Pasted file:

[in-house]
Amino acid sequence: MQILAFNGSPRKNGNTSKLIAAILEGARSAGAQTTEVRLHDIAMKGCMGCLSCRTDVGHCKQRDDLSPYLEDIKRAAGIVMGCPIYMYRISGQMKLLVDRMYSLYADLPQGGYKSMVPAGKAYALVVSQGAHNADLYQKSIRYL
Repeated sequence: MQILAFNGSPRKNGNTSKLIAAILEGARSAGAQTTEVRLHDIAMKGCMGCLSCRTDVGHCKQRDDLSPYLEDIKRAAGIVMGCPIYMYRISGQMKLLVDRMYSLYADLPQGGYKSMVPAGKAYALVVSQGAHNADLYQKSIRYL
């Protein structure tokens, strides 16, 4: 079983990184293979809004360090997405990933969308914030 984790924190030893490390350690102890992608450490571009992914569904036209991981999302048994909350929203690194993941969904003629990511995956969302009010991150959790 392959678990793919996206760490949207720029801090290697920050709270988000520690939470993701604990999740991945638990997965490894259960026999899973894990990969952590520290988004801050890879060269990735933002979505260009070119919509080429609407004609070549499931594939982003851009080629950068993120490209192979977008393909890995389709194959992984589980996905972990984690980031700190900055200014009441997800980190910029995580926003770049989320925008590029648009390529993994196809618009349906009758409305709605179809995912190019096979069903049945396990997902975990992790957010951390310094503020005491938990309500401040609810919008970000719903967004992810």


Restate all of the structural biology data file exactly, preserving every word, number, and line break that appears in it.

[in-house]
Amino acid sequence: MQILAFNGSPRKNGNTSKLIAAILEGARSAGAQTTEVRLHDIAMKGCMGCLSCRTDVGHCKQRDDLSPYLEDIKRAAGIVMGCPIYMYRISGQMKLLVDRMYSLYADLPQGGYKSMVPAGKAYALVVSQGAHNADLYQKSIRYL
Repeated sequence: MQILAFNGSPRKNGNTSKLIAAILEGARSAGAQTTEVRLHDIAMKGCMGCLSCRTDVGHCKQRDDLSPYLEDIKRAAGIVMGCPIYMYRISGQMKLLVDRMYSLYADLPQGGYKSMVPAGKAYALVVSQGAHNADLYQKSIRYL
């Protein structure tokens, strides 16, 4: 079983990184293979809004360090997405990933969308914030 984790924190030893490390350690102890992608450490571009992914569904036209991981999302048994909350929203690194993941969904003629990511995956969302009010991150959790 392959678990793919996206760490949207720029801090290697920050709270988000520690939470993701604990999740991945638990997965490894259960026999899973894990990969952590520290988004801050890879060269990735933002979505260009070119919509080429609407004609070549499931594939982003851009080629950068993120490209192979977008393909890995389709194959992984589980996905972990984690980031700190900055200014009441997800980190910029995580926003770049989320925008590029648009390529993994196809618009349906009758409305709605179809995912190019096979069903049945396990997902975990992790957010951390310094503020005491938990309500401040609810919008970000719903967004992810």